Liu’s class is called “Archaeology of Food”, and aims to understand ancient cultures through the food and drinks they consumed. Her team’s research on ancient Chinese beer jugs showed that barley was introduced in East Asia 1,000 years earlier than previously documented.

“Our results suggest the purpose of barley’s introduction in China could have been related to making alcohol rather than as a staple food,” Liu said.

The full paper “Revealing a 5,000-y-old beer recipe in China” has been published in the paper PNAS.

Spanish publisher wins rights to a manuscript no one can — but everyone is dying to — read

A tiny publisher in Spain has been given permission to copy the 15th-century Voynich Manuscript, one of the world’s most mysterious and least understood books. Hopefully, making the book available to the public will help decipher its elusive contents.

Page 68th of the manuscript is just as obscure as the rest of it. But with more circles.
Image belongs to the public domain.

Curiosity is an incredibly powerful force, one that the Voynich Manuscript awakes like almost no other work. This book was written in the 15th-century in a language either unknown to us or shrouded in code. Throughout the centuries some of the brightest minds alive, including top cryptologists such as William Friedman who helped break Japan’s “Purple” cipher during the second world war, have tried to make sense of it all — though never succeeded. The aging work is currently housed in the Yale University’s Beinecke Rare Book & Manuscript Library vault, and very few people are allowed to actually touch it. Those that did, such as Juan Jose Garcia, the director of the small Spanish publishing house Siloe, will never forget the book’s allure.

“Touching the Voynich is an experience,” Garcia told Agence France-Presse. “It’s a book that has such an aura of mystery that when you see it for the first time … it fills you with an emotion that is very hard to describe.”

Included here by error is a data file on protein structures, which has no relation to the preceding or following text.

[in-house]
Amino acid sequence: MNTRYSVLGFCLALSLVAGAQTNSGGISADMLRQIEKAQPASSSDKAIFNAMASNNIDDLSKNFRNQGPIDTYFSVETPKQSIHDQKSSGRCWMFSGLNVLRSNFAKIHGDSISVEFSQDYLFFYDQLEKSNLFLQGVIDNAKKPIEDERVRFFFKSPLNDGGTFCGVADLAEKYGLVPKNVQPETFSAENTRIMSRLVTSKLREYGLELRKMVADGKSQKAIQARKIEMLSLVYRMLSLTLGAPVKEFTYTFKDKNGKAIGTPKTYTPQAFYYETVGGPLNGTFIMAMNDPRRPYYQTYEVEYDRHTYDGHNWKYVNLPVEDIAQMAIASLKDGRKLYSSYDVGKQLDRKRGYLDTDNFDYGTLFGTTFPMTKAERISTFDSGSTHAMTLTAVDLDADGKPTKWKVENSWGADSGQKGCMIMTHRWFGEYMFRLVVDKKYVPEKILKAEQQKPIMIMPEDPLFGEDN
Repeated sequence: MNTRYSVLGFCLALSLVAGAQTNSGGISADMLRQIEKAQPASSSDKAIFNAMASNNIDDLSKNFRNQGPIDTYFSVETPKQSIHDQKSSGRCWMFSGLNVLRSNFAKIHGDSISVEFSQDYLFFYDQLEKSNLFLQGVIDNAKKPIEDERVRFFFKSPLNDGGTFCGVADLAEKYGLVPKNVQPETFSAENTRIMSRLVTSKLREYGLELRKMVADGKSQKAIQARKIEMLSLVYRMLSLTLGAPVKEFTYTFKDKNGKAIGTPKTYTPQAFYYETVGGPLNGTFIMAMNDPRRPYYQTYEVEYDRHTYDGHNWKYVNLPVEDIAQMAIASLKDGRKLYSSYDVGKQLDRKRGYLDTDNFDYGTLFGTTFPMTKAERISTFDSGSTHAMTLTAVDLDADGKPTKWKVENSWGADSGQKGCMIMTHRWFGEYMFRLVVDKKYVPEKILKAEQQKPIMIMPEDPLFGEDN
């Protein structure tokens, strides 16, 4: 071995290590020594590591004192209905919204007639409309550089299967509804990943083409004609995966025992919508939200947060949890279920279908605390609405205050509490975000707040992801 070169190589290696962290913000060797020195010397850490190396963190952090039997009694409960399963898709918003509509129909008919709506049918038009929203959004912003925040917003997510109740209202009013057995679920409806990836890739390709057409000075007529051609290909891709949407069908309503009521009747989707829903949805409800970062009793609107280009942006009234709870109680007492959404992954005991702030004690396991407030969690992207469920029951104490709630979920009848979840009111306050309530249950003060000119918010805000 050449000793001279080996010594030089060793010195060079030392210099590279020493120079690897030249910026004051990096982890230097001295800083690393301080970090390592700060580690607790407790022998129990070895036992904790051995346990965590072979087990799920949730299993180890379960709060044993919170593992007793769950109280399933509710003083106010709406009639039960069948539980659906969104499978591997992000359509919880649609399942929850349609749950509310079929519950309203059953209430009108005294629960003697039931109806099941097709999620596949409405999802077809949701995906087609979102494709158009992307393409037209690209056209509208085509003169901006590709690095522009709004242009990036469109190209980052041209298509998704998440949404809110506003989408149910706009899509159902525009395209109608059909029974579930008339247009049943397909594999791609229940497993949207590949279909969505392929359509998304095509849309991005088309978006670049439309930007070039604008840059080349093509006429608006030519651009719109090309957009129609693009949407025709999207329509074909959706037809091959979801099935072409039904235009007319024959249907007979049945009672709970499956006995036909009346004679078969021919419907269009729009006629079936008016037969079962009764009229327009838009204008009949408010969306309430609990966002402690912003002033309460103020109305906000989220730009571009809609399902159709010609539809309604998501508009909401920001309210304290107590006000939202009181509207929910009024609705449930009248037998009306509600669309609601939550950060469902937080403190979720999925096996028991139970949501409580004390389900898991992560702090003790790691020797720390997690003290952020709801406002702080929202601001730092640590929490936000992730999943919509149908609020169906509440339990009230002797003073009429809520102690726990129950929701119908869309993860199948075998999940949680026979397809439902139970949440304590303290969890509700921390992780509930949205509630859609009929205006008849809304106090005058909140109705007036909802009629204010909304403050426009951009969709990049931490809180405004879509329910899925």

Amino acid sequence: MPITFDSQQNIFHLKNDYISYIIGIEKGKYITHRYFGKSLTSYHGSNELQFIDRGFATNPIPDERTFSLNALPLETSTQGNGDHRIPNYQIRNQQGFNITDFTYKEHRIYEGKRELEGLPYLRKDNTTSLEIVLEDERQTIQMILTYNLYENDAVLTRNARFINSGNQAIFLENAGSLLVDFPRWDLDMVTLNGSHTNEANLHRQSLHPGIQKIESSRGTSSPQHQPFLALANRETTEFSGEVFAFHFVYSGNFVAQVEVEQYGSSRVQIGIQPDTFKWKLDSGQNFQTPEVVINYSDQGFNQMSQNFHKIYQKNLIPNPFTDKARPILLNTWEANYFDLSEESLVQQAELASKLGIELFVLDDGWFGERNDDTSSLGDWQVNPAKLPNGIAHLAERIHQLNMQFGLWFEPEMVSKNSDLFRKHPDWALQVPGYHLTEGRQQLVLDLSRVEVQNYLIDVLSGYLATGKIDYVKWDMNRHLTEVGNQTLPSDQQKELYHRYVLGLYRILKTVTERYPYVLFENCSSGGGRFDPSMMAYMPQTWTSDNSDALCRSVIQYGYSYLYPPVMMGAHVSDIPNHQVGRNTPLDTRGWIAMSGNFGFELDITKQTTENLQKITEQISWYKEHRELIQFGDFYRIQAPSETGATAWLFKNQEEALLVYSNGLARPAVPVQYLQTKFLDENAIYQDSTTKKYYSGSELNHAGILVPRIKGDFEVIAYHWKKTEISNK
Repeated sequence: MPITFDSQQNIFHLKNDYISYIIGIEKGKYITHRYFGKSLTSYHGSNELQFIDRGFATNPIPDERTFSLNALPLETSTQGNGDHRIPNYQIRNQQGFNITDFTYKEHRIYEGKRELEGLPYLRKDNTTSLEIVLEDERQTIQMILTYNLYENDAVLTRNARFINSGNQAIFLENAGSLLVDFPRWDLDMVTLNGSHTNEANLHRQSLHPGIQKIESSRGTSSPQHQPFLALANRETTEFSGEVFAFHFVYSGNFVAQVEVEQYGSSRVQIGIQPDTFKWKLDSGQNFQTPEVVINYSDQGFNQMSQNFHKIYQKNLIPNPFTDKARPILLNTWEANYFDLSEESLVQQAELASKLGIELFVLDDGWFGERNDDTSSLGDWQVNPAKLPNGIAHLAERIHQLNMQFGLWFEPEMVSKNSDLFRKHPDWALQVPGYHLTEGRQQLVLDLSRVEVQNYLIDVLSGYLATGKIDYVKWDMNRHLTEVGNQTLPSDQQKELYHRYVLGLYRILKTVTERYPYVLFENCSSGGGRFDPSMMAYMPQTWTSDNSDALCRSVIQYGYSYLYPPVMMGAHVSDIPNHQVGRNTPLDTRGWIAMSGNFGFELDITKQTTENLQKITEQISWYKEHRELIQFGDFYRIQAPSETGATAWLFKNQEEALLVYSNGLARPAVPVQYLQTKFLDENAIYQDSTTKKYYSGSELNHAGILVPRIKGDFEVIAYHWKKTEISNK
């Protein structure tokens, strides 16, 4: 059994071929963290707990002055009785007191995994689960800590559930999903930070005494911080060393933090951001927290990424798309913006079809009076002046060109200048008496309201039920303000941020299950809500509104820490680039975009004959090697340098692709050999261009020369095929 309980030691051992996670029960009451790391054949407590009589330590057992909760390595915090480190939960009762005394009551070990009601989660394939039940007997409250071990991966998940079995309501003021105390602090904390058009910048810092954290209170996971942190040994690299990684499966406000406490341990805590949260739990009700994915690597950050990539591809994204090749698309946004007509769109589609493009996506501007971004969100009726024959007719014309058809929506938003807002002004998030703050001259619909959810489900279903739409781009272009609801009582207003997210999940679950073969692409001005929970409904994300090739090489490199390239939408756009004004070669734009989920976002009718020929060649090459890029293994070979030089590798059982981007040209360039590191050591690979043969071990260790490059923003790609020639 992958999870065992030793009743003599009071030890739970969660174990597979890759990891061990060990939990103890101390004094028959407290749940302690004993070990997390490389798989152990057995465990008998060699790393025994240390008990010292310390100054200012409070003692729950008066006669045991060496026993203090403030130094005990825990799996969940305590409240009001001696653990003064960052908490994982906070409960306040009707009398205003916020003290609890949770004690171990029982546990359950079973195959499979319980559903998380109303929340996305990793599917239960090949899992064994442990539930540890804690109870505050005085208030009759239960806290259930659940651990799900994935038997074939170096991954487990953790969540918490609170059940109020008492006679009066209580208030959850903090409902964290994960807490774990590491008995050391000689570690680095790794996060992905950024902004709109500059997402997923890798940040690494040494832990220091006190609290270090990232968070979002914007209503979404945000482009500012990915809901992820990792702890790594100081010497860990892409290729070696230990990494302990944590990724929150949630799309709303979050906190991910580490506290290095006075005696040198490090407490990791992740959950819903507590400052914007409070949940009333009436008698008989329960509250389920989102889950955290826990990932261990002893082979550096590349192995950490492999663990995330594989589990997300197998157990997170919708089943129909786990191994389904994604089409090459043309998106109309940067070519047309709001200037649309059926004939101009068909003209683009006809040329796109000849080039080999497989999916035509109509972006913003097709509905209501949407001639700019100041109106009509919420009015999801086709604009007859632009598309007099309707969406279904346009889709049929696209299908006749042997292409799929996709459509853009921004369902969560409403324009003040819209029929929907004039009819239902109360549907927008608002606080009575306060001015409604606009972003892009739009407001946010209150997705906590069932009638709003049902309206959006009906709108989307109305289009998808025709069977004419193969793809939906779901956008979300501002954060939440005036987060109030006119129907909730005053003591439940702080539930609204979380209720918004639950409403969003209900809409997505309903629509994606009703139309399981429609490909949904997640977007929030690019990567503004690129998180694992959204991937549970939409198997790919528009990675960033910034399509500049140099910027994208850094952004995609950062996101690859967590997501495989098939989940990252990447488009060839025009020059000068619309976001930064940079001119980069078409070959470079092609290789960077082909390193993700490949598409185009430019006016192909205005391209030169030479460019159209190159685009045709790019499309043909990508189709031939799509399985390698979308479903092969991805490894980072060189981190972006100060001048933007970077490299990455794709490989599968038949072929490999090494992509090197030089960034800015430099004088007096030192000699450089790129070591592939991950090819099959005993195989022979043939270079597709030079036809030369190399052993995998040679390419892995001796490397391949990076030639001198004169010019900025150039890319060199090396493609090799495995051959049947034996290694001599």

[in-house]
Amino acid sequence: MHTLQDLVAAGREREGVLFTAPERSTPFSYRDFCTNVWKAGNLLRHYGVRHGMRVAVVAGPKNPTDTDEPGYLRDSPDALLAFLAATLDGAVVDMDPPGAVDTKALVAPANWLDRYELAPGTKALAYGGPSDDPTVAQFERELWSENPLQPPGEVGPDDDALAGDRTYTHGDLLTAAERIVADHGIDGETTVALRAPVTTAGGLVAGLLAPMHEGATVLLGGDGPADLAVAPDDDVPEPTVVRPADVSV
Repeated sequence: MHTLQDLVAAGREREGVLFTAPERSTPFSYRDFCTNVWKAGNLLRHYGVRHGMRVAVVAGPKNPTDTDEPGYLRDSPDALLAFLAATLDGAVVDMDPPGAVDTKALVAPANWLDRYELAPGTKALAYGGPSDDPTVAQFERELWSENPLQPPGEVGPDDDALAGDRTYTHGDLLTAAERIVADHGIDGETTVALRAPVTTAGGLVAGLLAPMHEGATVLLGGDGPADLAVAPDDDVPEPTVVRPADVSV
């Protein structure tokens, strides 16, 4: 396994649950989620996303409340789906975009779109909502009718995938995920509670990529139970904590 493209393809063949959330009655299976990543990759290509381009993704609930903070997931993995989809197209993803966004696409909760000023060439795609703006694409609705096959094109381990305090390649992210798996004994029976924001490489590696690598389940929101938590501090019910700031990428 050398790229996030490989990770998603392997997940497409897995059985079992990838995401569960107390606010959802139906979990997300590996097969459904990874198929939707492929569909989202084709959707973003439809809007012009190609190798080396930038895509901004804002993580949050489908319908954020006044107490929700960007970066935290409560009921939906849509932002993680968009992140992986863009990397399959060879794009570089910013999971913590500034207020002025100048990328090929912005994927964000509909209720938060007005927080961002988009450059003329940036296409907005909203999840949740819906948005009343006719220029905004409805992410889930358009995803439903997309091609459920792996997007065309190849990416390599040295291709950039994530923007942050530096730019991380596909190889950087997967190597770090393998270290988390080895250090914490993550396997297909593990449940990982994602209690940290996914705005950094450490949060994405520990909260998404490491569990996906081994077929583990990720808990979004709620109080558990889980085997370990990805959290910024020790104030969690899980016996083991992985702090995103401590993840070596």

Garcia fought tooth and nail to get permission to touch the book, and that’s not all. After a 10-year appeal for access, Siloe (which specializes in making facsimiles of old manuscripts) has secured the rights to “clone” the document. Exactly 898 replicas of the manuscript will be re-created down to the last detail, every smudge, crease, or hole in paper meticulously copied. Because nobody has any clue what’s actually in the book, these little details might hold the key to deciphering it — or they might be just that, smudges, creases, and holes. With more eyes examining the book, hopefully someone will soon find out.

What we know so far

Not much, to be honest. The book was initially attributed to a 13th century English Franciscan friar and suspected wizard Roger Bacon, whose interest in alchemy finally landed him in jail. Once carbon dating became available, the manuscript’s creation was placed between 1404 and 1438, and then speculation abounded — everything and anything from da Vinci, to aliens, has been suggested as the author of the book. As Garcia told the AFP,  the author could have been a genius, but “could also have been a sadist, as he has us all wrapped up in this mystery”.

The mysterious writing has never been deciphered.

Since its author is unknown, the book is named after its finder, Wilfrid Voynich, a Lithuanian antiquarian who reportedly purchased it in 1912 from Italian Jesuits, and propelled it into the limelight.

Not much bigger than a modern-day paperback, the manuscript is more than 200 pages long and includes several large fold-outs. The pages are covered in drawings that extend from the borders of the page and cradle the text in colorful and surreal images of plants, human figures, and unknown constellations. The text itself is frustratingly obscure.

“It doesn’t match any other language that’s been seen in any other book,” said Reed Johnson, host of NPR’s Weekend Edition Sunday, back in 2013.

“The drawings often have labels, which would seem to offer a route to deciphering the code. But that hope has proved to be an illusion,” he says, adding that trying to decipher the code is like trying to climb a wall, but realizing all the easy hand-holds are actually just painted on, so you can never get a grip on it.

“My own experience with this manuscript has only been three years, so I’m a rank amateur,” he adds.

How this will help us learn more